Every year a group of us here at TFGear take a predator-fishing trip and test some of the prototype TFGear coarse fishing tackle at the same time. This year saw us revisiting Rutland water in Leicestershire for the opening few days of their Pike trials, so cars packed with as many lures, sample fishing rods, waterproof fishing clothing and thermal underwear ready for testing, off we head. Now visiting any of the big trout reservoirs is always a very exciting time and Rutland at over 3,000 acres is no exception because you just never know what it is capable of throwing up. Unfortunately the weather conditions made testing waterproof fishing clothing & thermal underwear out of the question, over 20 degrees, bright sunshine and very little wind meant it was more like the summer we never had!
The first morning dawned bright and clear with a little breeze as we headed off up the south arm to Manton bay an area we had done well on an earlier visit. With the bright conditions this meant the first couple of hours before the sun gets too high are really the best chance of any good pike fishing. Within the first hour we had a few pike following right to the side of the boat before turning away, a common occurrence on many trout waters, then a good strike to the jerk bait and a spirited fight ensues but as it come closer to the boat it turns out to be a good rainbow trout of about 5lb. Then Chris my boat partner hooks and lands a jack pike of 5-6lbs on a soft plastic lure.
With the sun now high follows die off so a quick call to the other TFGear lads Simon & Ceri to see if they are having anything. They are having takes in 35-40ft of water near browns island on soft jigs, with a nice zander lost by the side of the boat and two landed of about 1 ½ lb, so zander are still willing to have a go in the deeper water and we head over to join them. A few hours pass and nothing else to either boat we head off to the north arms tower. Quite a few fish appear on the echo sounder and we start getting takes straight away, now getting takes from zander is one thing but hooking and landing them is another. Both Ceri and Simon take a couple of fish each to 3 1/4lb and with ½ an hour to go I manage to boat a zander of about 1 1/2lb. This ends our first day on Rutland water and most of the pike boats have had a hard but enjoyable day.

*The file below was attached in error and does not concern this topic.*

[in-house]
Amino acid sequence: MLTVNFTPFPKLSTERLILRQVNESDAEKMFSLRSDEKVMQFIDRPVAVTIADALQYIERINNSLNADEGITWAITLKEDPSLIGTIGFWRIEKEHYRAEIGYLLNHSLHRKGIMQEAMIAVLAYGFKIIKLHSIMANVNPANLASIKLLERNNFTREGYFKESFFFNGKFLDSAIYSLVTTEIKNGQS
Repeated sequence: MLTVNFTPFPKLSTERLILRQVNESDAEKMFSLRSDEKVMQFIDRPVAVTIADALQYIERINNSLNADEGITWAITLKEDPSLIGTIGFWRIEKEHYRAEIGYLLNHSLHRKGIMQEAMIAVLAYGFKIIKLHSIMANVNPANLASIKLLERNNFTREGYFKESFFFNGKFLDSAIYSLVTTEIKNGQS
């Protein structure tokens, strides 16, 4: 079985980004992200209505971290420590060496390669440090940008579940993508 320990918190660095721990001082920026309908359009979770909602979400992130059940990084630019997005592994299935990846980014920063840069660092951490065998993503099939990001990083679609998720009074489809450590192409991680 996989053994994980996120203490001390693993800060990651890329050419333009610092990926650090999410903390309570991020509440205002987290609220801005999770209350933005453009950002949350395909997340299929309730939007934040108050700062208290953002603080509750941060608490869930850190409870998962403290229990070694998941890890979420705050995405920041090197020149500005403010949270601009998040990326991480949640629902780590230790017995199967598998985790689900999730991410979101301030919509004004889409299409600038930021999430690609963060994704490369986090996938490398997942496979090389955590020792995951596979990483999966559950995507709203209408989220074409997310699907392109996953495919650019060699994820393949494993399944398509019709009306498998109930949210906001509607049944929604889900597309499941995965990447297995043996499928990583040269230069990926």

The second morning is just as bright and even less wind, so we make a decision to concentrate on the zander unless the conditions change. A quick word with one of the rangers who points us in the area we should try for zander. So rigged up with one of the new prototype TFGear jig fishing rods and a very special new braid we’re testing we head off. The breeze has now pick up a little so we set the drift upwind of the spot selected, drogue(underwater parachute to slow the boats drift) deployed to slow the boats drift and echo sounder showing we’re in 60ft of water and plenty of fish showing on the screen. Straight away we start to get takes on our vertically fished jigs and I’m soon into my first zander of the day landing it I find its hooked on the stinger treble.
A very important addition to the jig the stinger treble is attached to wire and threaded through the jig body coming out near the tail, without this you will seriously reduce your catch rate.
Quite a few more fish landed and lost then my jig is hit by something a bit bigger and the clutch squeals as line is taken, after a good fight a PB zander of about 8lb slide into the net and I’m over the moon.
We end the day with over 25 zander to our boat and Simon and Ceri have also had a cracking day landing fish up to 5lb and a bonus pike on a jig, all this and we get to watch a beautiful Rutland sunset in the bargain.